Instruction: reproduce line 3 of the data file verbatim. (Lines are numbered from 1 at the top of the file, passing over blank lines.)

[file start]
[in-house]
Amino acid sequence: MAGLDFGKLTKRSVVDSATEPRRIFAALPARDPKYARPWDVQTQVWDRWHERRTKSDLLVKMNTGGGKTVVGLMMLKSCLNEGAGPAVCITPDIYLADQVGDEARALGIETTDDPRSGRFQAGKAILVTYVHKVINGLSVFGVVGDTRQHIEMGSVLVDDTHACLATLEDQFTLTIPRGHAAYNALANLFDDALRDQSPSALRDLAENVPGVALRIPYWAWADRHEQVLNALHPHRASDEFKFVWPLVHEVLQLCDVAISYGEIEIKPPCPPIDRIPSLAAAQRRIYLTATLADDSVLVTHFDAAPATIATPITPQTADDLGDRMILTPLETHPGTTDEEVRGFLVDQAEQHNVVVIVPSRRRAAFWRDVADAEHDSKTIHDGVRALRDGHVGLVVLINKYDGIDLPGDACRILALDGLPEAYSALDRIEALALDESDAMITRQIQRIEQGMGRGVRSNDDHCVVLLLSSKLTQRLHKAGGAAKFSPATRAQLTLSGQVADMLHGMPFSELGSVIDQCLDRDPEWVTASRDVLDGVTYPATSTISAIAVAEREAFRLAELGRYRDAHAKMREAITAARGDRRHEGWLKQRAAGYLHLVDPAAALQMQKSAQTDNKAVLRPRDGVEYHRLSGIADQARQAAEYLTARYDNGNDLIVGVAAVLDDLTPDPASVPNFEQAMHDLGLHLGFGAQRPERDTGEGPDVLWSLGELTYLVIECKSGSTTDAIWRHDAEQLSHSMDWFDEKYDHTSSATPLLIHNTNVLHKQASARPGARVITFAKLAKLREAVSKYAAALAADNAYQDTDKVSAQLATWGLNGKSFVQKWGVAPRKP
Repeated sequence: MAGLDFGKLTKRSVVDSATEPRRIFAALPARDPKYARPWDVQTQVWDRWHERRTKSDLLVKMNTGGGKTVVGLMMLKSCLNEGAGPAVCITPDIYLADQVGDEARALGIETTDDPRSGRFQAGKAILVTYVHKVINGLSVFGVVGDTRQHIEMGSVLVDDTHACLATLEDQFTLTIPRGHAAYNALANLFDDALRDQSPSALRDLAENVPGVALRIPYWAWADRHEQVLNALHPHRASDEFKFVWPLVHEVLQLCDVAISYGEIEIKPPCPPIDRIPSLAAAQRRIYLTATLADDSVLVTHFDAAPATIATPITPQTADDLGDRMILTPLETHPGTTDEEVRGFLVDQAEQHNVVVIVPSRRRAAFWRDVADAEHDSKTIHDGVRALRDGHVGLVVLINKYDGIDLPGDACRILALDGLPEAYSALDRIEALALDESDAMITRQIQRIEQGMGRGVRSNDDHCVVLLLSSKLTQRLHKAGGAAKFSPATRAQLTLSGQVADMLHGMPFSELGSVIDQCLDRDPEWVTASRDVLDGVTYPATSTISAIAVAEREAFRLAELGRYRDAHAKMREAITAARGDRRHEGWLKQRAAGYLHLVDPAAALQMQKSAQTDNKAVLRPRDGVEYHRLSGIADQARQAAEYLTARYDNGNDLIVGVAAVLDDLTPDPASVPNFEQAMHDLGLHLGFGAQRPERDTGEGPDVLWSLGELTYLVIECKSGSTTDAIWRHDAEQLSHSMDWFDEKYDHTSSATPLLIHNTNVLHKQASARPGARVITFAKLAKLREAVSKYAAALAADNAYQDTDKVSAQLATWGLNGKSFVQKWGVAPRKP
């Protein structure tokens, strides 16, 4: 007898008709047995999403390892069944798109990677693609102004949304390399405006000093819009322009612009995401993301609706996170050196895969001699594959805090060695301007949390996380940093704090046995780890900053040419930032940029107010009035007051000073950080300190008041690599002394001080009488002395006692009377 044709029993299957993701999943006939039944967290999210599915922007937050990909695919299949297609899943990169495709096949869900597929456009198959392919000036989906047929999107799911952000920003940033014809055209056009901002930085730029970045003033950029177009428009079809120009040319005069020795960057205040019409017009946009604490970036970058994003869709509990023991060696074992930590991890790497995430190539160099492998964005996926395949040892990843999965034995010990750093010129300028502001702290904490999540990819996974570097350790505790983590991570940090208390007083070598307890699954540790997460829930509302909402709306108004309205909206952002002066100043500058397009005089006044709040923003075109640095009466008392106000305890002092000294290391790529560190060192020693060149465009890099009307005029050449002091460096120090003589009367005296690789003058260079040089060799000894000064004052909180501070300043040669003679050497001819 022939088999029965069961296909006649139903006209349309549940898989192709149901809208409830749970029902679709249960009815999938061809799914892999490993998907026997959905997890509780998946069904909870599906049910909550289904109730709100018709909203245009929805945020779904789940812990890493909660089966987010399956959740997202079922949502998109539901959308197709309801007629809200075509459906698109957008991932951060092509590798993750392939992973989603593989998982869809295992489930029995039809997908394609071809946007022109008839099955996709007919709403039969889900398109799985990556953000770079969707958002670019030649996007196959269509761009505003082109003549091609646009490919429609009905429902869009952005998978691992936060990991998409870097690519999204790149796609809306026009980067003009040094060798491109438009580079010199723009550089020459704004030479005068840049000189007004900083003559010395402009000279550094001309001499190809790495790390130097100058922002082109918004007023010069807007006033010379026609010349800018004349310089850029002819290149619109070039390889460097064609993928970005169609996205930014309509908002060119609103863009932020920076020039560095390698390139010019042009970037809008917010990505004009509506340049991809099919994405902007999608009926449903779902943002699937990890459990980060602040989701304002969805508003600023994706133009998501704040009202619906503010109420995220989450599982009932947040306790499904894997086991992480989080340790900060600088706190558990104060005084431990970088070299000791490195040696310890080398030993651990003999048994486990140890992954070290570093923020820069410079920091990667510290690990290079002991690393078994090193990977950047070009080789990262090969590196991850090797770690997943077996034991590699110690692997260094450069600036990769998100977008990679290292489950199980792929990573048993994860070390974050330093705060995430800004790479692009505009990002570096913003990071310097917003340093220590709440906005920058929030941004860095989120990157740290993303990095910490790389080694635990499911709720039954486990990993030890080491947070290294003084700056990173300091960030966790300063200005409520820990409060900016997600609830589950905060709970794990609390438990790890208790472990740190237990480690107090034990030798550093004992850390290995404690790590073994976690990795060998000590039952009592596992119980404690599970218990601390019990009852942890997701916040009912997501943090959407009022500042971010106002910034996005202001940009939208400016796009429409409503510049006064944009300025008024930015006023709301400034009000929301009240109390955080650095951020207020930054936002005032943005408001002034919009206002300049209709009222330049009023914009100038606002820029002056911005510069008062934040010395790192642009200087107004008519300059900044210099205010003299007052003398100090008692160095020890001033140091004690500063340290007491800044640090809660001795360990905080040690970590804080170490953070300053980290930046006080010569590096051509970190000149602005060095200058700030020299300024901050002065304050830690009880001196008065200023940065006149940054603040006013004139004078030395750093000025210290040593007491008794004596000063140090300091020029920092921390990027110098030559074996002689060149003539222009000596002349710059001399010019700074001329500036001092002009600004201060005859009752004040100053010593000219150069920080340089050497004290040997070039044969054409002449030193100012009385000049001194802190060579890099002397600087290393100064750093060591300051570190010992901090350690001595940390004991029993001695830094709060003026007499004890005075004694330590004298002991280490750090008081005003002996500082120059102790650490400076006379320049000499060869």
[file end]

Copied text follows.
Repeated sequence: MAGLDFGKLTKRSVVDSATEPRRIFAALPARDPKYARPWDVQTQVWDRWHERRTKSDLLVKMNTGGGKTVVGLMMLKSCLNEGAGPAVCITPDIYLADQVGDEARALGIETTDDPRSGRFQAGKAILVTYVHKVINGLSVFGVVGDTRQHIEMGSVLVDDTHACLATLEDQFTLTIPRGHAAYNALANLFDDALRDQSPSALRDLAENVPGVALRIPYWAWADRHEQVLNALHPHRASDEFKFVWPLVHEVLQLCDVAISYGEIEIKPPCPPIDRIPSLAAAQRRIYLTATLADDSVLVTHFDAAPATIATPITPQTADDLGDRMILTPLETHPGTTDEEVRGFLVDQAEQHNVVVIVPSRRRAAFWRDVADAEHDSKTIHDGVRALRDGHVGLVVLINKYDGIDLPGDACRILALDGLPEAYSALDRIEALALDESDAMITRQIQRIEQGMGRGVRSNDDHCVVLLLSSKLTQRLHKAGGAAKFSPATRAQLTLSGQVADMLHGMPFSELGSVIDQCLDRDPEWVTASRDVLDGVTYPATSTISAIAVAEREAFRLAELGRYRDAHAKMREAITAARGDRRHEGWLKQRAAGYLHLVDPAAALQMQKSAQTDNKAVLRPRDGVEYHRLSGIADQARQAAEYLTARYDNGNDLIVGVAAVLDDLTPDPASVPNFEQAMHDLGLHLGFGAQRPERDTGEGPDVLWSLGELTYLVIECKSGSTTDAIWRHDAEQLSHSMDWFDEKYDHTSSATPLLIHNTNVLHKQASARPGARVITFAKLAKLREAVSKYAAALAADNAYQDTDKVSAQLATWGLNGKSFVQKWGVAPRKP